Traders in the U.S. who depend on working an outside job as their primary source of income can have a difficult time trading the U.S. markets since those markets are open during normal working hours. Foreign markets, which open during different hours, may present a solution.
However, some foreign markets such as the European markets are still not convenient to trade because they open around 2:00 a.m. EST when most traders in the U.S. are asleep.
On the other hand, Asian markets, including the Nikkei in Tokyo, open up at 8:00 p.m. EST, which allows the opportunity for employed traders to have a working man’s market to trade.
Binary options, available through a CFTC-regulated exchange here in the U.S., offer a very simple way to trade the overseas markets. Binaries for foreign markets are quoted in U.S. dollar terms and do not require additional data feeds or costs to trade.
Let’s look at an example of a binary trade on the Nikkei. The time is around 8:15 p.m. EST just a few minutes into the Tokyo session, and the Japan 225 futures are looking weak. Shown on the bottom portion of the chart is the MACD (Moving Average Convergence / Divergence) indicator that is about to confirm a sell signal. Traders may use this or a variety of other indicators to help develop a market view.
Once traders have a market view, they would look for a strike near their desired target. On the right of the chart is a list of current binary options. These options expire two hours from the open at 10:00 p.m. EST and have a settlement value of $100 per contract.
Buyers of these binaries want price to settle above the strike while risking the purchase amount to earn the difference between the buy price and the $100 settlement.
Meanwhile, sellers of these options look for the market to settle below the strike while potentially earning the sell amount while risking the difference between the sell price and the $100 value.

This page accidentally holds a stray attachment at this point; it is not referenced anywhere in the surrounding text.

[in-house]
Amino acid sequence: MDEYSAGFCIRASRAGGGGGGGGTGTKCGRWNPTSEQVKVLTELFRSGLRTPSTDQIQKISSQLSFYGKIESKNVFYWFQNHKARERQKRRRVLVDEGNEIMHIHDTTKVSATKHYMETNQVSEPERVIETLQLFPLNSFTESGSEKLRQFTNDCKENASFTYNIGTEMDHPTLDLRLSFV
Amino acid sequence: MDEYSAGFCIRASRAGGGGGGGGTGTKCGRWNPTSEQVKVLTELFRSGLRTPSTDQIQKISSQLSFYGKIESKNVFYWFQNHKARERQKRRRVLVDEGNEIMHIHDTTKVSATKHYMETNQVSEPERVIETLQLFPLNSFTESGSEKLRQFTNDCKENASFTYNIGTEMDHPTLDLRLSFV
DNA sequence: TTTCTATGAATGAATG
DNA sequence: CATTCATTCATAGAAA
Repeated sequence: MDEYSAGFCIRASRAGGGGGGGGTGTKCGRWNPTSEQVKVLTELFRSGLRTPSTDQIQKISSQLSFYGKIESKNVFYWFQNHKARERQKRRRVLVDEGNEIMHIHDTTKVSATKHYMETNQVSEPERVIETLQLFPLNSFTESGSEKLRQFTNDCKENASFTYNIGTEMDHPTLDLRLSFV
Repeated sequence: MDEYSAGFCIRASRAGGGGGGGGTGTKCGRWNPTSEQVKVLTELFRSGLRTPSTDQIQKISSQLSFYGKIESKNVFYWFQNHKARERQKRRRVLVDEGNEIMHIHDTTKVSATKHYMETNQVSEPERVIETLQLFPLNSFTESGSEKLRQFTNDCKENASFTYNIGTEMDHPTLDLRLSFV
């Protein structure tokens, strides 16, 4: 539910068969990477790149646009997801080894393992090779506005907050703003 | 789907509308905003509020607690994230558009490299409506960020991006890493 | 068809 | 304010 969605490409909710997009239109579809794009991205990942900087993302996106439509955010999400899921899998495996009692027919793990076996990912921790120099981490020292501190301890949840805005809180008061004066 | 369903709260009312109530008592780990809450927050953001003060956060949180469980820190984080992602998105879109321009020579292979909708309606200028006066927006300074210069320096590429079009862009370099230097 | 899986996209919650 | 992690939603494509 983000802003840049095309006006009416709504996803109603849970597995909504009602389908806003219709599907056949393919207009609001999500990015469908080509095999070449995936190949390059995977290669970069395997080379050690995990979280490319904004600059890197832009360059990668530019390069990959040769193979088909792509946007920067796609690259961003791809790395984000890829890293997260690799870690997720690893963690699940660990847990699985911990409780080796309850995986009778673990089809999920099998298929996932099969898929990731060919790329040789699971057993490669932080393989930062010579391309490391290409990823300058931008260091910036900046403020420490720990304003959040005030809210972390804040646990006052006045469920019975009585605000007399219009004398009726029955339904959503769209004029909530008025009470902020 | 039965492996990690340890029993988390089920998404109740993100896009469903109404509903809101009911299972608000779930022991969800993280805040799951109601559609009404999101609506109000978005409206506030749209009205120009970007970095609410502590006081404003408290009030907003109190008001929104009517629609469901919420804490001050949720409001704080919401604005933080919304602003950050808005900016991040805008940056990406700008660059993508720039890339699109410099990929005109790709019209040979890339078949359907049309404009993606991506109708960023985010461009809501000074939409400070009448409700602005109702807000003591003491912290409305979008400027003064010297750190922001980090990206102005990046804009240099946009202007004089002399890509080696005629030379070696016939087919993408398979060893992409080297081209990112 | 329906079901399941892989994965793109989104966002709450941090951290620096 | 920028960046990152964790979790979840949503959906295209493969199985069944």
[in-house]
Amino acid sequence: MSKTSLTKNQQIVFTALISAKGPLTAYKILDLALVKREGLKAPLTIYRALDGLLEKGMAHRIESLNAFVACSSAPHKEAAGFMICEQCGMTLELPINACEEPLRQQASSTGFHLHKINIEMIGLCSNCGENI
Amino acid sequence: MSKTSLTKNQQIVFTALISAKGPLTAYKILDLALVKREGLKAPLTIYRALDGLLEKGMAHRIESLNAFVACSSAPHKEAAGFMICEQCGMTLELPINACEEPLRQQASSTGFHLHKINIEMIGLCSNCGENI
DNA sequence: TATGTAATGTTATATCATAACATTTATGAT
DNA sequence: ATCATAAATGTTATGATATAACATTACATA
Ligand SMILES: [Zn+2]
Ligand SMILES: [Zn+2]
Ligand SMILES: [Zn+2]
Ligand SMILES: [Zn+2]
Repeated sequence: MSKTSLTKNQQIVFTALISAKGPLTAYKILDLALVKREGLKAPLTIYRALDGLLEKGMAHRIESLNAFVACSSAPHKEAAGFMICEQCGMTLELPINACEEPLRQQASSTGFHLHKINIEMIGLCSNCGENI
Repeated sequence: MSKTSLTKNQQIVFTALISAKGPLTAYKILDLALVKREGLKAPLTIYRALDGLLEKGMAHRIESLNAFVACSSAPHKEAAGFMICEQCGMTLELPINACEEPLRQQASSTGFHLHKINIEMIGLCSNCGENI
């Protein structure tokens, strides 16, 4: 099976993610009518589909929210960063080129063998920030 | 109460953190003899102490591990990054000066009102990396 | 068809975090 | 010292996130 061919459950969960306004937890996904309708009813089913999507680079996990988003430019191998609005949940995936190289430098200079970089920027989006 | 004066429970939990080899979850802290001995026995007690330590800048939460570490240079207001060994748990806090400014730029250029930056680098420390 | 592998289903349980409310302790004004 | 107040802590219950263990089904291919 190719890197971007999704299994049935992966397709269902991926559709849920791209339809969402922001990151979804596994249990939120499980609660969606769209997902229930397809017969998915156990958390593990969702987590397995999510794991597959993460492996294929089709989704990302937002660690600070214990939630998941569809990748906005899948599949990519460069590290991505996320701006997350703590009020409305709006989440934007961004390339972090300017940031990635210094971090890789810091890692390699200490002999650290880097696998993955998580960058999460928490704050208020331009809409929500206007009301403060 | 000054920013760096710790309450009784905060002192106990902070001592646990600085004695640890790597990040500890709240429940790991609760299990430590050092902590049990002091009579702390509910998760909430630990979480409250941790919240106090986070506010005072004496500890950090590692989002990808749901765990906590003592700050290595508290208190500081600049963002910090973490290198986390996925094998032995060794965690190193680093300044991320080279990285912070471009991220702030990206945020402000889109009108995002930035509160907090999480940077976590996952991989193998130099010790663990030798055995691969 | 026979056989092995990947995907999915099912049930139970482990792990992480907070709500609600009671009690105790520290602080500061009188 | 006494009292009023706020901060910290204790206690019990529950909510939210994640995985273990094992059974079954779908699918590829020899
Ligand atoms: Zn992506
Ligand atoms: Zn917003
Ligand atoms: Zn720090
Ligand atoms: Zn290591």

There are many ways to use options individually or in combination in order to fit your own market view. You choose an expiration and price strike, and decide whether to buy or sell depending on whether you expect the market to settle above or below that strike.
Let’s say you are bearish. With the Nikkei currently trading at 19935, one trade possibility would be to sell the 19920 option, which is just 15 points below the current market, for $57.75, earning that amount if this trade is successful while risking $42.25. This trade would profit on a settlement below 19920.
Another possible view if you were bearish would be to look for this market will go all the way down to the prior day’s low and settle there. In that case, you could sell the 19880 option, risking $16.25 to earn $83.75, which would profit on a market close below the 19880 strike.
On the other hand, if you were bullish, you could look for strikes above the current price. One choice would be to buy the 19960 option for $37.50, risking that amount to potentially earn $62.50. This trade would profit on a settlement above the strike of 19960.
These trades are not intended as recommendations, just examples of the process of trading binaries on foreign markets. Even traders who are new to foreign markets and working another full-time job should be able to find an instrument such as the Nikkei to trade when they are off work.
Whichever direction you take with binaries, the trade will be limited in risk, and you know how much you are risking and how much you are earning at the time you enter the trade.
Note: Exchange fees not included in calculations.